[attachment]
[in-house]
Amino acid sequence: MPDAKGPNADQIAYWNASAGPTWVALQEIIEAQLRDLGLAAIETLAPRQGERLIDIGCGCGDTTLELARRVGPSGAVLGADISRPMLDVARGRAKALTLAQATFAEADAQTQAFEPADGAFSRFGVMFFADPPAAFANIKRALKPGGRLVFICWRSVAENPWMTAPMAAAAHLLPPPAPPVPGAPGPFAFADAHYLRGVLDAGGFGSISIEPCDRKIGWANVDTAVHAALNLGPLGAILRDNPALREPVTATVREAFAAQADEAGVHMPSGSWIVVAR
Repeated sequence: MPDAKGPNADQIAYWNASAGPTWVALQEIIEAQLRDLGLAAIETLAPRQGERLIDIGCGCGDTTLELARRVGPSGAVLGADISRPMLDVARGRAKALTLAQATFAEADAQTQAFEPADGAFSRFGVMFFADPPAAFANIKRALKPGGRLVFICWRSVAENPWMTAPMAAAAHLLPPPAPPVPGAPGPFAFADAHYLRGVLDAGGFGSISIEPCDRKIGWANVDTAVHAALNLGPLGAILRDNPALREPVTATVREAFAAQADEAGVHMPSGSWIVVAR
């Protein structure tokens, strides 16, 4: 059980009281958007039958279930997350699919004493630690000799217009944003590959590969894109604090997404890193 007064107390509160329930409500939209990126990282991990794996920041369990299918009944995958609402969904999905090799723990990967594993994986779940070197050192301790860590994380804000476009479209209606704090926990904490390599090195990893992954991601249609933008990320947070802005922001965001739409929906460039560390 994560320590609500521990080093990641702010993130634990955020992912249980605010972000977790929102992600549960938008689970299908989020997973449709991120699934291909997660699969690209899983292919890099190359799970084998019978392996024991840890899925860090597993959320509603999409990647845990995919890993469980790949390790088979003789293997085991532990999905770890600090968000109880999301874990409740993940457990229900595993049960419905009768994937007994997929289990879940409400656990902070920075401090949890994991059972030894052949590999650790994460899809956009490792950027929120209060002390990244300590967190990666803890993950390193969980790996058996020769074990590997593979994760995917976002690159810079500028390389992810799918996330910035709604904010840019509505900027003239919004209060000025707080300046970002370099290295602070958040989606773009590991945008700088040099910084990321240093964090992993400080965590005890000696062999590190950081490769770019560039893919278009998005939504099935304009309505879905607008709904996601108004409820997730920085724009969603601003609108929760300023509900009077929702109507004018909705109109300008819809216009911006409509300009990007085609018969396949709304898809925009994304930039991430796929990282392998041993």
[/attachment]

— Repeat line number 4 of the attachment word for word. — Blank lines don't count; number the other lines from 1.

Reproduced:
């Protein structure tokens, strides 16, 4: 059980009281958007039958279930997350699919004493630690000799217009944003590959590969894109604090997404890193 007064107390509160329930409500939209990126990282991990794996920041369990299918009944995958609402969904999905090799723990990967594993994986779940070197050192301790860590994380804000476009479209209606704090926990904490390599090195990893992954991601249609933008990320947070802005922001965001739409929906460039560390 994560320590609500521990080093990641702010993130634990955020992912249980605010972000977790929102992600549960938008689970299908989020997973449709991120699934291909997660699969690209899983292919890099190359799970084998019978392996024991840890899925860090597993959320509603999409990647845990995919890993469980790949390790088979003789293997085991532990999905770890600090968000109880999301874990409740993940457990229900595993049960419905009768994937007994997929289990879940409400656990902070920075401090949890994991059972030894052949590999650790994460899809956009490792950027929120209060002390990244300590967190990666803890993950390193969980790996058996020769074990590997593979994760995917976002690159810079500028390389992810799918996330910035709604904010840019509505900027003239919004209060000025707080300046970002370099290295602070958040989606773009590991945008700088040099910084990321240093964090992993400080965590005890000696062999590190950081490769770019560039893919278009998005939504099935304009309505879905607008709904996601108004409820997730920085724009969603601003609108929760300023509900009077929702109507004018909705109109300008819809216009911006409509300009990007085609018969396949709304898809925009994304930039991430796929990282392998041993």